Have you made a capital gain on the sale of crypto-currencies in Israel?
Income tax is waiting for you!
This raises several questions:
- How much tax is paid on the sale of Bitcoin in Israel?
- Is taxation territorial or global?
- Does an Olé Hadash have to pay taxes on the sale of Crypto currencies?
- How do the tax authorities know if a person owns crypto-currencies in Israel?
As with any investment, capital gains on virtual currencies are subject to tax.
What is the tax position in Israel?
But also how do the tax authorities rely on your bank movements to know the existence of your investments?
In this article, we'll take a closer look.
Investments in crypto-currencies are risky. Crypto-asset related investments are risky by nature, readers should do their own research before taking any action and only invest money you can afford to lose. This article does not constitute investment advice.
How does taxation of crypto currencies work in Israel?
First of all, it's important to point out that this is a "sensitive" subject, to say the least.
Ask 3 tax inspectors and you'll get 4 different versions.
We would like to make it clear from the outset that what is written in this article is valid on the date of publication. As the law in this sector often changes, don't hesitate to contact us to keep up to date with the latest tax reforms on crypto currency in Israel.
Bitcoin and virtual currencies are treated as an investment, and as such are subject to capital gains tax.
The tax authorities treat the capital gain as if it were the sale of an asset.
So, if a person has bought and sold a virtual currency at a profit, it will pay capital gains tax.
The current capital gains tax rate in Israel is 25%.
Obviously, the tax is calculated on the profit made at the time of sale.
We can therefore deduct direct expenses & deficits.
The method you choose to account for your capital gain can have a significant tax impact.
Find out more in the rest of this article.
Do you have a question?
Increased trading activity can increase the tax bill... or reduce it significantly!
The Israeli tax authorities can, however, claim that crypto-currency trading can be considered a commercial activity, with personal income tax of up to 50% + social security contributions to be paid to the bitouah leoumi (social security contributions in Israel).
The criteria for defining a trader are numerous, and will be the subject of a separate article.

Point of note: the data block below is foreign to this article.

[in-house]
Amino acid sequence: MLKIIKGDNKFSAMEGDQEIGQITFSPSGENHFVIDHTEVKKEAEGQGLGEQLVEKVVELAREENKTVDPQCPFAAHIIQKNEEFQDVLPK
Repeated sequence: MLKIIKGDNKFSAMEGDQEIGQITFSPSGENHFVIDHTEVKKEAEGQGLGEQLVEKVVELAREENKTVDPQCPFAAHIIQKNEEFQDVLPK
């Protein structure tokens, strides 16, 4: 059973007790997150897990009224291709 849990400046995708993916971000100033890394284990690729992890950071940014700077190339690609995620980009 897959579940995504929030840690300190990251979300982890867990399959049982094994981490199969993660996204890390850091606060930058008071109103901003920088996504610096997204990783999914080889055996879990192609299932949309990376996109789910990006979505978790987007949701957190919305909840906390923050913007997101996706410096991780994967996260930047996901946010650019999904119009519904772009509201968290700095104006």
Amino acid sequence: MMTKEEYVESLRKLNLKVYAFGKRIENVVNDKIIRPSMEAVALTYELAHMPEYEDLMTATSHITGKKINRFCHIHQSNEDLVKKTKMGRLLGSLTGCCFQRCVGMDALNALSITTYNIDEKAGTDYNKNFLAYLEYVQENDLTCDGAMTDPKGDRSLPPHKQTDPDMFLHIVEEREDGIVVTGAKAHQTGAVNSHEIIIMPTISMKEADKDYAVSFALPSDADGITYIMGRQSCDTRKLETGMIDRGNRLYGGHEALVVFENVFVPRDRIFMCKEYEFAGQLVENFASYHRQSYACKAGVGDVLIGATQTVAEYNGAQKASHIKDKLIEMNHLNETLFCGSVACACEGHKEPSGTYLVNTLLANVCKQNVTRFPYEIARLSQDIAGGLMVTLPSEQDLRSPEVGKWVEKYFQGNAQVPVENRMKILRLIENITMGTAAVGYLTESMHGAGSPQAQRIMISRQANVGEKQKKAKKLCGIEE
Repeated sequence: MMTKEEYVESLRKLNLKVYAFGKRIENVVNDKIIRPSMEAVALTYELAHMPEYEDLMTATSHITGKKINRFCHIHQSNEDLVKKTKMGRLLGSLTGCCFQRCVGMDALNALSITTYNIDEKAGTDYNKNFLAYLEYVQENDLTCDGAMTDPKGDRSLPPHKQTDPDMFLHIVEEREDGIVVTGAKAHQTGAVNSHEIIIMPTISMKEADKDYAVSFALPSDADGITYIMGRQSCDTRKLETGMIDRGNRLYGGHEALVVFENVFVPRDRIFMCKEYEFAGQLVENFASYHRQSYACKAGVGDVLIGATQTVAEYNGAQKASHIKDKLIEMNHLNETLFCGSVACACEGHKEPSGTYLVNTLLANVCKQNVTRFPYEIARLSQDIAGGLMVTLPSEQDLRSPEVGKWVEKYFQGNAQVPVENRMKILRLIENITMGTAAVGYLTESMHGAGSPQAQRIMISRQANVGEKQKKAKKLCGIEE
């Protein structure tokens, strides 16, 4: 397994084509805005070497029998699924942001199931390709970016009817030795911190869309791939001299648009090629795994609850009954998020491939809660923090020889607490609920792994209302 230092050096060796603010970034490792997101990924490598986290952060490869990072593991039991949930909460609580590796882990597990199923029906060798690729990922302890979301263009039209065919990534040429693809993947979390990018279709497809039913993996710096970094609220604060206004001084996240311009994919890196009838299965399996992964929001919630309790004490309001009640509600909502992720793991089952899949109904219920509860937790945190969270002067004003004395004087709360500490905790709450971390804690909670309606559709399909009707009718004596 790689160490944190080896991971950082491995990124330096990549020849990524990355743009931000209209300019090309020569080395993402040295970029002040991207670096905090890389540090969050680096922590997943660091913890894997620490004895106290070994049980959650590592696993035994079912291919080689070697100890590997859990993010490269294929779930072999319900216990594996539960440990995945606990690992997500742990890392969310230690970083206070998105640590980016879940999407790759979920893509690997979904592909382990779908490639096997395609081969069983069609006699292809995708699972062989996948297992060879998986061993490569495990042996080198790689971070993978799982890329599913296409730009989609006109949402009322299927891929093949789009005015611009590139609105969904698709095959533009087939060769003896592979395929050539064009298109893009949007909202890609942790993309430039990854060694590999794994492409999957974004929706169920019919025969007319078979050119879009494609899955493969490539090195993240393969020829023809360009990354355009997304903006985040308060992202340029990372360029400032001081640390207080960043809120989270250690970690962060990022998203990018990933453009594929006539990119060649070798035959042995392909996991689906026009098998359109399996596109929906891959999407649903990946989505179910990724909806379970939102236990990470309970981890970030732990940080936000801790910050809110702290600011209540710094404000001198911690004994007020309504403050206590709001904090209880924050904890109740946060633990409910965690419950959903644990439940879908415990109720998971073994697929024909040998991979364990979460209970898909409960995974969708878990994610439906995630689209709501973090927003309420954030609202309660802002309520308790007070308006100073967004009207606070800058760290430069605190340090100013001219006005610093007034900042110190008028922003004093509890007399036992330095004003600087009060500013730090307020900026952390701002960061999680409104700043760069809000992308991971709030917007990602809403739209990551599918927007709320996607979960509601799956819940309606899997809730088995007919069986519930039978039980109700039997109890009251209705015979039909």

However, the most important points to bear in mind are :
1. Volume of operations.
2. The customer's level of financial expertise.
3. The level of risk exposure taken by the customer.
4. Frequency of operations.
5. The length of time the customer holds the various "positions".
Someone who trades 20 times a month, i.e. 240 times a year, is likely to be considered as earning an "active" income, and will potentially be taxed at 50% on the income generated by the sale.
An important tip :
It works the other way round too!
A person with significant losses may have an advantage in opting for taxation under the "active" model. This is because losses from active income are deductible against all types of income in the same year.
Don't hesitate to contact us if you're in this position.
Crypto currencies in Israel are "paying" for their reputation.
Bitcoin and virtual currencies have in the past acquired a reputation for flying "under the tax radar". In other words, the funds used to purchase these types of products were not always "official", and allowed large sums of money to pass through without going through the traditional banking system.
However, a significant proportion of those currently involved in the virtual currency craze simply treat it as an investment product, and as such - its sale also requires the payment of capital gains tax.
Selling virtual currencies: When does the tax event occur?
When a person realizes a capital gain on a currency, he or she becomes de facto "capital gains taxable".
On 15/03/2021, you buy 2 Bitcoin, for a total amount of 40,000 $.
You sell one Bitcoin on 10/04/2021, for 35,000 $. You keep the other Bitcoin, waiting for a possible capital gain.
The capital gain is therefore :
40,000 / 2 = 20,000 $ Purchase price.
35,000 = Sales price.
Capital gain = 15,000 $.
Tax amount: 25%.
Total tax payable: 3,750 $.
Please note: capital gains are calculated in shekels. It is therefore advisable for an individual to neutralize the impact that the exchange rate could have on the transaction.
Selling one crypto currency to buy another "immediately".
Sometimes we sell one crypto currency in our portfolio, to buy another. We "convert" it, to use the industry jargon.
In the eyes of the Israeli tax authorities, this operation is taxable, as the change of ownership between currencies involves a "fiscal act".
Find out more in this video:
What expenses are deductible when calculating the capital gain on the sale of crypto-currencies in Israel?